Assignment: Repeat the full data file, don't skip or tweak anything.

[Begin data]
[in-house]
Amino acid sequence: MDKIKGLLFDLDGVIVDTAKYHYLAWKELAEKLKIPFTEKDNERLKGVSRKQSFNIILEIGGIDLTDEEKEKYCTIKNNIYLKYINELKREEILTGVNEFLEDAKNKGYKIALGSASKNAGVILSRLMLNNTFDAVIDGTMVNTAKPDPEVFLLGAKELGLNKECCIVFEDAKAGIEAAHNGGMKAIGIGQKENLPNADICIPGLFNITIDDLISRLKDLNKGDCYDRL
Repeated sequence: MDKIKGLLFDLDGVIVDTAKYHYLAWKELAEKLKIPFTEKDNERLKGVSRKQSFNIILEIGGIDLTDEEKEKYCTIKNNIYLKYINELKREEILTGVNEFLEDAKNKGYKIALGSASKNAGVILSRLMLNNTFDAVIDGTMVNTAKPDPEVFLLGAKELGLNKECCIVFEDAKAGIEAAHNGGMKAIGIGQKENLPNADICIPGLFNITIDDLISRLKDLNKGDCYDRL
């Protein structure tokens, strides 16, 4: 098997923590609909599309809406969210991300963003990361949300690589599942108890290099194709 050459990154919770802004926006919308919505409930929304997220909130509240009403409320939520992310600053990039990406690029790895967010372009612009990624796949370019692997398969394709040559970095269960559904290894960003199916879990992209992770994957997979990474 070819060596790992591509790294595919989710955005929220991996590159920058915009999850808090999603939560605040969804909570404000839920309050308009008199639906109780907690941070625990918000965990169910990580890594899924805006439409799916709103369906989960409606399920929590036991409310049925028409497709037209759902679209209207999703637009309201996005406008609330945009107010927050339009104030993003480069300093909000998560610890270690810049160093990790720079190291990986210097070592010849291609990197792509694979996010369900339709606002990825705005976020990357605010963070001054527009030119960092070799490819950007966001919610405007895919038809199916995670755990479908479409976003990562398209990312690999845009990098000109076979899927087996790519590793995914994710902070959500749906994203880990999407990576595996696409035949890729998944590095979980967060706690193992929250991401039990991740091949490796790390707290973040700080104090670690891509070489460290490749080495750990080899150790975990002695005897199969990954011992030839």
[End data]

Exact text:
[in-house]
Amino acid sequence: MDKIKGLLFDLDGVIVDTAKYHYLAWKELAEKLKIPFTEKDNERLKGVSRKQSFNIILEIGGIDLTDEEKEKYCTIKNNIYLKYINELKREEILTGVNEFLEDAKNKGYKIALGSASKNAGVILSRLMLNNTFDAVIDGTMVNTAKPDPEVFLLGAKELGLNKECCIVFEDAKAGIEAAHNGGMKAIGIGQKENLPNADICIPGLFNITIDDLISRLKDLNKGDCYDRL
Repeated sequence: MDKIKGLLFDLDGVIVDTAKYHYLAWKELAEKLKIPFTEKDNERLKGVSRKQSFNIILEIGGIDLTDEEKEKYCTIKNNIYLKYINELKREEILTGVNEFLEDAKNKGYKIALGSASKNAGVILSRLMLNNTFDAVIDGTMVNTAKPDPEVFLLGAKELGLNKECCIVFEDAKAGIEAAHNGGMKAIGIGQKENLPNADICIPGLFNITIDDLISRLKDLNKGDCYDRL
């Protein structure tokens, strides 16, 4: 098997923590609909599309809406969210991300963003990361949300690589599942108890290099194709 050459990154919770802004926006919308919505409930929304997220909130509240009403409320939520992310600053990039990406690029790895967010372009612009990624796949370019692997398969394709040559970095269960559904290894960003199916879990992209992770994957997979990474 070819060596790992591509790294595919989710955005929220991996590159920058915009999850808090999603939560605040969804909570404000839920309050308009008199639906109780907690941070625990918000965990169910990580890594899924805006439409799916709103369906989960409606399920929590036991409310049925028409497709037209759902679209209207999703637009309201996005406008609330945009107010927050339009104030993003480069300093909000998560610890270690810049160093990790720079190291990986210097070592010849291609990197792509694979996010369900339709606002990825705005976020990357605010963070001054527009030119960092070799490819950007966001919610405007895919038809199916995670755990479908479409976003990562398209990312690999845009990098000109076979899927087996790519590793995914994710902070959500749906994203880990999407990576595996696409035949890729998944590095979980967060706690193992929250991401039990991740091949490796790390707290973040700080104090670690891509070489460290490749080495750990080899150790975990002695005897199969990954011992030839």